Its not like I went to every cafe in the city, and I hate sweeping statements more than most, but good lord the coffee in Paris was rough. Its been a while since I’ve tasted really bad stuff and while I sit on this plane to Italy, tapping these words away furiously on my laptop and getting worried looks from my neighbors (the beard has grown), I’m trying to figure out why its bothering me so much…
I was back home in Ireland unexpectedly early last week due to the passing of my Grandad. He was 89, married 63 years and was one of the funniest men I knew, and most likely responsible for my own sense of humor that if nothing else has made me laugh, if often unaccompanied. He wanted us to sing ‘How Great Thou Art’ at his funeral, insisting that we all stand and point at his coffin as he was carried out. We didn’t, even thought the priest thought it was hilarious and thought we should.
It was lovely being home for all the usual reasons. Sadly though, in my absence my parents had gone through the end of all the beans I’d brought home on my last trip and in despair had invested in some pre ground stuff from the local supermarket. I was able to spend the following days surviving on tea refusing to bother brewing the muddy stuff they’d bought which may have been a little snobby of me and I was surprised I was able to go without for 4 days, but seemingly my missing cheap black tea with milk while abroad needed addressing first. It seems they need coffee more than I do.
However, when Jen and I set off for Paris last Friday, I must say I was looking forward to enjoying true French pastries and sipping even only OK coffee on the quiet streets of Montmatre or Marais. The first morning, I woke up and looked up the NY Times website and searched ‘best breakfast Paris’ which didn’t come up with much so I looked up ‘best croissant’ and found an article about a boulangerie called Laduree which was only a few blocks away.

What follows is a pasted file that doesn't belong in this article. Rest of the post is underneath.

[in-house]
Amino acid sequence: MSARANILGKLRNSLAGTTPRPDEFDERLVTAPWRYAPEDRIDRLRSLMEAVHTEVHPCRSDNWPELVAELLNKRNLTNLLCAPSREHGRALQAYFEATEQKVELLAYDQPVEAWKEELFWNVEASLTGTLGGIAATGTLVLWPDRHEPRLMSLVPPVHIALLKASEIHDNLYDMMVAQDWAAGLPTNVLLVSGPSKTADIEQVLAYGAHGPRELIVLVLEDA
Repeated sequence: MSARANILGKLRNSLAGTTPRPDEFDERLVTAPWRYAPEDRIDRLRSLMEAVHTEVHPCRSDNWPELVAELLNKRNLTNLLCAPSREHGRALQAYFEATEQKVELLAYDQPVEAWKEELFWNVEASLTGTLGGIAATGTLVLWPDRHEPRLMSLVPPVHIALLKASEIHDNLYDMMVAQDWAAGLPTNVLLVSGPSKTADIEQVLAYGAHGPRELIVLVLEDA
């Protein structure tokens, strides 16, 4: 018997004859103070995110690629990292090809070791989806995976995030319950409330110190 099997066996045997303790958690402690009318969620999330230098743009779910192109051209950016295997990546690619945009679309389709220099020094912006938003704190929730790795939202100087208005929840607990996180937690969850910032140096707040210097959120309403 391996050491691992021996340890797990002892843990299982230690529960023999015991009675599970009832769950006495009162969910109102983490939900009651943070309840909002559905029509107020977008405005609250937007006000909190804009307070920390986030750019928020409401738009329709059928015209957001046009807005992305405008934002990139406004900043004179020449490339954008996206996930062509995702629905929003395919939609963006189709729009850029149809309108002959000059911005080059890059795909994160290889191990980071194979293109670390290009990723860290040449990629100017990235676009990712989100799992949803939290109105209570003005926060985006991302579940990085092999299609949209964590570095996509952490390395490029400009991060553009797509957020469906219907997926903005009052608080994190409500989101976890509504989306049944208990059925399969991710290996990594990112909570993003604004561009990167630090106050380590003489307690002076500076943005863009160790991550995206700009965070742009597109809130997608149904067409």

Seemingly this place was famous for carrying two different types of croissants, their original recipe, and one brought in by a new owner who thought it needed a change but was greeted with many disgruntled parisians who wanted the old one. So now, you can either try their croissant l’ancienne, or croissant traditionnel. Having always wanted to taste the perfect croissant we set off.
Initially I was a little put off by the extravagant style of Laduree. I suppose it was fitting for Rue Royale with Dior and Cartier across the road, but I was immediately anxious we were about to be ripped off and that Laduree may be just another tourist trap, a classic example of style over substance. The windows are filled with what looked like bars of soaps, colorful macaroons and lots of small pretty packaging, and looking in we could see a throng of people buying goodies over a counter.
We edged our way inside, and found rather than getting take out, we could have a seat and be served by a waiter. To hurry this along and get to the point, the service was a lot more pleasant than many of our other experiences in Paris, but were the others lacked manners, they made up in their efficiency; Laduree took 15 to 20 minutes to bring us a two cappuccinos, a croissant and a pain au chocolat, another 15 minutes to bring the bill once asked, and then another 15 to collect it and bring back change. But the coffee Stephen, and the food,…